Minneapolis US Courthouse

Tom Otterness

Central Minneapolis with courthouse buildings behind Martha Schwartz's urban parkView through Schwartz's park in Central MinneapolisView through Schwartz's park in Central MinneapolisTom Otterness sculpture in Schwartz's Minneapolis courthouse garden

Dan's Cretan getaway

Dan Back, Designer and Project Manager at Arne Maynard Garden Design, recently returned from a sunny holiday in Crete with a surprising tale of cliff top wild flowers. He shares some of his holiday snaps and takes us back to Greece.


I reluctantly returned from a wonderfully sunny two weeks in Crete to the Central London design studio with a surprising tale of Greek cliff top wild flowers. Yes, a holiday is supposed to give you a break from the day-job but when you love and work with plants you can never quite escape. And, to be honest, there's only so much beach bathing and sea fishing one man and his son can indulge in before heading for the hills!


So, we found ourselves taking a brisk and refreshing hill walk, setting off from our beach-side hotel and heading up and over the cliffs. The views were breath-taking but even more amazing were the wild plants I found growing there. Native Cretans must surely never tire of seeing the caper plant (Capparis orientalis) flower, particularly when they find wild alliums and giant thistles growing alongside. I also found sea-holly (Eryngium maritimum), sea-lavender and a brilliant wiry, ground-hugging plant calledLaunaea arborescenswhich creeps over cliff top rocks and among other plants giving everything a silvery sheen. Its silver blue foliage is the perfect complement to an azure blue seascape.

Capparis orientalis (caper berry) in full flower in CreteEryngium maritimum (sea holly) in CreteLaunaea arborescens gives the cliff top a silvery sheenWild alliumGiant thistles in bloom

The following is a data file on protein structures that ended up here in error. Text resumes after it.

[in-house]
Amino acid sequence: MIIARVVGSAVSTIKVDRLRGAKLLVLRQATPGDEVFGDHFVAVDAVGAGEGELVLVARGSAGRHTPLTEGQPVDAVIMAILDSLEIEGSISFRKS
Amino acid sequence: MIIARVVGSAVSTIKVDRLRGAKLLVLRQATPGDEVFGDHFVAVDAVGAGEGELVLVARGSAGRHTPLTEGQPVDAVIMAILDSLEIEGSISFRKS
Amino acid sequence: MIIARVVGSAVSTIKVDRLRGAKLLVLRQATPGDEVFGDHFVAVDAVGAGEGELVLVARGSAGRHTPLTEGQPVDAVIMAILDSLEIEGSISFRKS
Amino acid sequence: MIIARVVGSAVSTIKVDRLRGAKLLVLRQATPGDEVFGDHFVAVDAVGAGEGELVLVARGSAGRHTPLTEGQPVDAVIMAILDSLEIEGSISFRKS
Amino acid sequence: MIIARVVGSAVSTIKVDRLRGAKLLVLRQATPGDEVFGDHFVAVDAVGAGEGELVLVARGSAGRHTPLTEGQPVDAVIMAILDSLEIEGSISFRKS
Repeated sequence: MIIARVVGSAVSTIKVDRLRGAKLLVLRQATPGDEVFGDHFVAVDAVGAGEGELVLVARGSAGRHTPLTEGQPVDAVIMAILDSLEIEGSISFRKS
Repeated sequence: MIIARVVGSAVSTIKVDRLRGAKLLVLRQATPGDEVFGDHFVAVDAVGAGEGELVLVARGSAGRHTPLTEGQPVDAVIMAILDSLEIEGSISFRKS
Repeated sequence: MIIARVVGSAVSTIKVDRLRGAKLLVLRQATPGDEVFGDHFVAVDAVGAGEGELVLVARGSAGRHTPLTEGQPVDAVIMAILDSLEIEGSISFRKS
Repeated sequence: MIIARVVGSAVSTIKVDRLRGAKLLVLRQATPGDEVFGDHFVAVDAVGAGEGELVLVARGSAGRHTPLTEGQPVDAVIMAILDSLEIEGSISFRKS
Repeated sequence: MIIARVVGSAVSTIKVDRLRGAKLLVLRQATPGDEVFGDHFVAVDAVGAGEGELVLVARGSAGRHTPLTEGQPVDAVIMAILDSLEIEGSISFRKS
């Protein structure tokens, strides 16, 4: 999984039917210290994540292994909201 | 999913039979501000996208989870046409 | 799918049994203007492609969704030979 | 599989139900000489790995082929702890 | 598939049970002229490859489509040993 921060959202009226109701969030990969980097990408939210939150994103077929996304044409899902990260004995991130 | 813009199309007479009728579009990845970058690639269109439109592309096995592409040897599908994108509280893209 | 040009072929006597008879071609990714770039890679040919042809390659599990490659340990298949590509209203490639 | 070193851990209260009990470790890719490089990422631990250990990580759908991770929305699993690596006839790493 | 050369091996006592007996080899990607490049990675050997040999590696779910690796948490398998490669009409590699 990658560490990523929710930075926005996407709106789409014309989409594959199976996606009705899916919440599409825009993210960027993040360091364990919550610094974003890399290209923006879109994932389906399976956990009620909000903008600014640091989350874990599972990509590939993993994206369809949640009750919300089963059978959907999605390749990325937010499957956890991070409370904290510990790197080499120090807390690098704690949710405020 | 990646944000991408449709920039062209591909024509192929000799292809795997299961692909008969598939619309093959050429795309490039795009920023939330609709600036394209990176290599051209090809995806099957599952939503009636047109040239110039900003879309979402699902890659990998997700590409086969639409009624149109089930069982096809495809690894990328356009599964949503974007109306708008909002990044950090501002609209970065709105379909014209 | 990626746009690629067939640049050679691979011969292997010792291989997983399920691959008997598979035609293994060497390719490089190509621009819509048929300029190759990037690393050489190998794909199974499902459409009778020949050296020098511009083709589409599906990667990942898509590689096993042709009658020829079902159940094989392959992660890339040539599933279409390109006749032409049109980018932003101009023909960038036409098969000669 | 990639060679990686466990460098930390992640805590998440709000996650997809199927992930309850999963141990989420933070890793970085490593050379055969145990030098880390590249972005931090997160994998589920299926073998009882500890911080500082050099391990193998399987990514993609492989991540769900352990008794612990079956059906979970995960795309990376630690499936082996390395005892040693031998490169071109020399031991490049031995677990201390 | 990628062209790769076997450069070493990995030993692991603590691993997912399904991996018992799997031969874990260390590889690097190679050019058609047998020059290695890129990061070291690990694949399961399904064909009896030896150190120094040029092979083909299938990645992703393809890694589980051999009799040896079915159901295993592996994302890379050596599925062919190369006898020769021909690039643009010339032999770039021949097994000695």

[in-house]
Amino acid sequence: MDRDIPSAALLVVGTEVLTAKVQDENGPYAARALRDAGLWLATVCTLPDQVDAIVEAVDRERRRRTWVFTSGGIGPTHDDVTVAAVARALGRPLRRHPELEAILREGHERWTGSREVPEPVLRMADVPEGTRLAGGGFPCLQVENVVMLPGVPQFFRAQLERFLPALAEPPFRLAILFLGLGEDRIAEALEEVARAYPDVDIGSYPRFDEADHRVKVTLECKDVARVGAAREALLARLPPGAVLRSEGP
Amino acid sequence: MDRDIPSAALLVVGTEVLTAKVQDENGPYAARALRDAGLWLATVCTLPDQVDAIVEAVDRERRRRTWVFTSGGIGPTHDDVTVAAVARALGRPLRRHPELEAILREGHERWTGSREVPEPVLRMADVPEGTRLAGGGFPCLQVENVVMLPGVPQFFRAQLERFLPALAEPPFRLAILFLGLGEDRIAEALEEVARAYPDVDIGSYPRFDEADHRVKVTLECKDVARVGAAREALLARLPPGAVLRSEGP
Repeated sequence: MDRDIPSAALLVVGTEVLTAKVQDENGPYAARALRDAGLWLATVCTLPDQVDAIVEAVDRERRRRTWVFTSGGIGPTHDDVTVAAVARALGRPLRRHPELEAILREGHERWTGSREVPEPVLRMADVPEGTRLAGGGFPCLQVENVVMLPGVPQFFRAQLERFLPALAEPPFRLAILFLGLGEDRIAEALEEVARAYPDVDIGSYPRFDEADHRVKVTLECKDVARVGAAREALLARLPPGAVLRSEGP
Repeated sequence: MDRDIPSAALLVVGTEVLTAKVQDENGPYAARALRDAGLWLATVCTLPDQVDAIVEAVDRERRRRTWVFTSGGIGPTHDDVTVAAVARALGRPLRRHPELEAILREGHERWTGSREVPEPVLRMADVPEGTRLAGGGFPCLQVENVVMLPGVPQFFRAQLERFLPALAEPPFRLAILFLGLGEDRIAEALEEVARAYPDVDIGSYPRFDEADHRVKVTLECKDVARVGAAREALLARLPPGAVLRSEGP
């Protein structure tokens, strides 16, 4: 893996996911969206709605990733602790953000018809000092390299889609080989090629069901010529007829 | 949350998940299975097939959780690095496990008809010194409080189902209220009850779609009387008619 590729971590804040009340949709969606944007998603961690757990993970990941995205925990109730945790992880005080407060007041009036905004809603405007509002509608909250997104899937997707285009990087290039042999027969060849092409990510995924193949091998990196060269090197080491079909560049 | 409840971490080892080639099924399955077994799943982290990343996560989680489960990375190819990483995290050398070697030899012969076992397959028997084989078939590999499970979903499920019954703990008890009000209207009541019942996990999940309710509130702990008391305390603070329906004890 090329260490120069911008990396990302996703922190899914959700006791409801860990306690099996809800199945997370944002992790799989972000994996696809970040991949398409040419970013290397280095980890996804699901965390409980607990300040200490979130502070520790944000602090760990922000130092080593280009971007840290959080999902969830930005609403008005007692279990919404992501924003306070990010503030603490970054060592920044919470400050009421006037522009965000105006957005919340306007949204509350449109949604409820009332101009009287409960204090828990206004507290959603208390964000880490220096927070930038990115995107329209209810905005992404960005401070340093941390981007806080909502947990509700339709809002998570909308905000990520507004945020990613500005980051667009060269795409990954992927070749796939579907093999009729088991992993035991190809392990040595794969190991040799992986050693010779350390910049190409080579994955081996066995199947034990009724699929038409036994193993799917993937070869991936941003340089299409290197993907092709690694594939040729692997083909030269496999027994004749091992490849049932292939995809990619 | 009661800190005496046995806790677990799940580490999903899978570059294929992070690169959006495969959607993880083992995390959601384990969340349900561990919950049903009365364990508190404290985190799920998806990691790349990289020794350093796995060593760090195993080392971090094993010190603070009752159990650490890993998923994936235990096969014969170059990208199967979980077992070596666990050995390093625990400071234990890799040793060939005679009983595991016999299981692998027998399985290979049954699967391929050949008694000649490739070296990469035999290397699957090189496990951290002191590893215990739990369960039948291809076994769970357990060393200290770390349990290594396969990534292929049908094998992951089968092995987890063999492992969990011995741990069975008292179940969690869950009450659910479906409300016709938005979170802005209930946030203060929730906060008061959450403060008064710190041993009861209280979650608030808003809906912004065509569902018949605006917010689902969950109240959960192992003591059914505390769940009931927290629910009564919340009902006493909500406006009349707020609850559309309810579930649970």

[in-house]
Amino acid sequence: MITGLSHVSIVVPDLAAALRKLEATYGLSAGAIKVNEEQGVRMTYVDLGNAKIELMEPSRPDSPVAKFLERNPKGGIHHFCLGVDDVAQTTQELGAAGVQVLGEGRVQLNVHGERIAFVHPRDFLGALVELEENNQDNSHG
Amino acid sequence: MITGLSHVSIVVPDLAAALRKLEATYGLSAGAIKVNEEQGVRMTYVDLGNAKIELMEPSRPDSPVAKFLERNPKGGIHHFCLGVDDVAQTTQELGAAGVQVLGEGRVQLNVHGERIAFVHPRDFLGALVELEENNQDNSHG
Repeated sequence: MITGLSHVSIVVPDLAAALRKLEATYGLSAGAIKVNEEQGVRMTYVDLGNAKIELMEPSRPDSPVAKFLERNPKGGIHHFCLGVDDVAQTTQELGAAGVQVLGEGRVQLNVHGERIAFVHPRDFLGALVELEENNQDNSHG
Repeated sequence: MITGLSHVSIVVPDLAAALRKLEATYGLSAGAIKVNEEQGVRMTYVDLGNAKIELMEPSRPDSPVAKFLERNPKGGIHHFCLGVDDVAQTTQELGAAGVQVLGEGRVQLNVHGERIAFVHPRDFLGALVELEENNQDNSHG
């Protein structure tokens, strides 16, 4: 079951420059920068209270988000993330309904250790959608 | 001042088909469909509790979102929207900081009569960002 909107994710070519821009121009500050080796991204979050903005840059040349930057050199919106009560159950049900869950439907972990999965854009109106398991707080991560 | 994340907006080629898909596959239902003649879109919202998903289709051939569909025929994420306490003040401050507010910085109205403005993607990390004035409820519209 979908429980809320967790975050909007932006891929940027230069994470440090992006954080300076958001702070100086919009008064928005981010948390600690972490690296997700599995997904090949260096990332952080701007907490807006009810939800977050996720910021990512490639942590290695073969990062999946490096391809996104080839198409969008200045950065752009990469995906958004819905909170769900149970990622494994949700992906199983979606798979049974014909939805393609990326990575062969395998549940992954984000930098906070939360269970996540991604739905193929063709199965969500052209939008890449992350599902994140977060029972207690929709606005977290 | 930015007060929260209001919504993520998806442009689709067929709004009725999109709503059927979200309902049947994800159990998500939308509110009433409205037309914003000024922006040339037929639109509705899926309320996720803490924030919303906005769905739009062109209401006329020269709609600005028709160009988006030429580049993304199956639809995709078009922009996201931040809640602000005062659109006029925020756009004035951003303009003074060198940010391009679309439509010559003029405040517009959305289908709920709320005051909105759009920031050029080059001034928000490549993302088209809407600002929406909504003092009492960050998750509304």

Chelsea calling

I am really very excited to have been announced by Laurent-Perrier as their designer for the RHS Chelsea Flower Show in 2012, the bicentenary year of the iconic champagne house. Having thought about a design for the show for several years now I am very pleased to have this opportunity to work alongside such a brand. I spent a few days at the show this May to start to choose plants for my design. I always enjoy Chelsea, particularly the time I spend wandering round the floral marquee. I never tire of it. The nursery displays are what make Chelsea so special.


Also exciting of course was seeing this year's show gardens. Cleve West's garden for the Telegraph was indeed beautiful as was Luciano's for Laurent-Perrier. My congratulations go to both of them for their gold medals.


I always find inspiration from the show and this year was no exception. I thought the planting scheme on Anne Marie Powell's garden for the British Heart Foundation was particularly lovely. Red is very hard to use in a colour scheme but its use in this garden, cooled considerably by the green palette of plants, was incredibly inspiring. I certainly hope to borrow and reinterpret ideas from this garden.


When visiting any show or nursery I can't help but spot plants I would like to introduce to my own garden. Rosa 'Natasha Richardson', introduced by Harkness Roses, is a beautiful clear pale pink scented rose and Avon Bulbs showed an amazing new crushed mulberry coloured opium poppy, Papaver somniferum 'Chartreuse', both of which I have ordered for Allt-y-bela.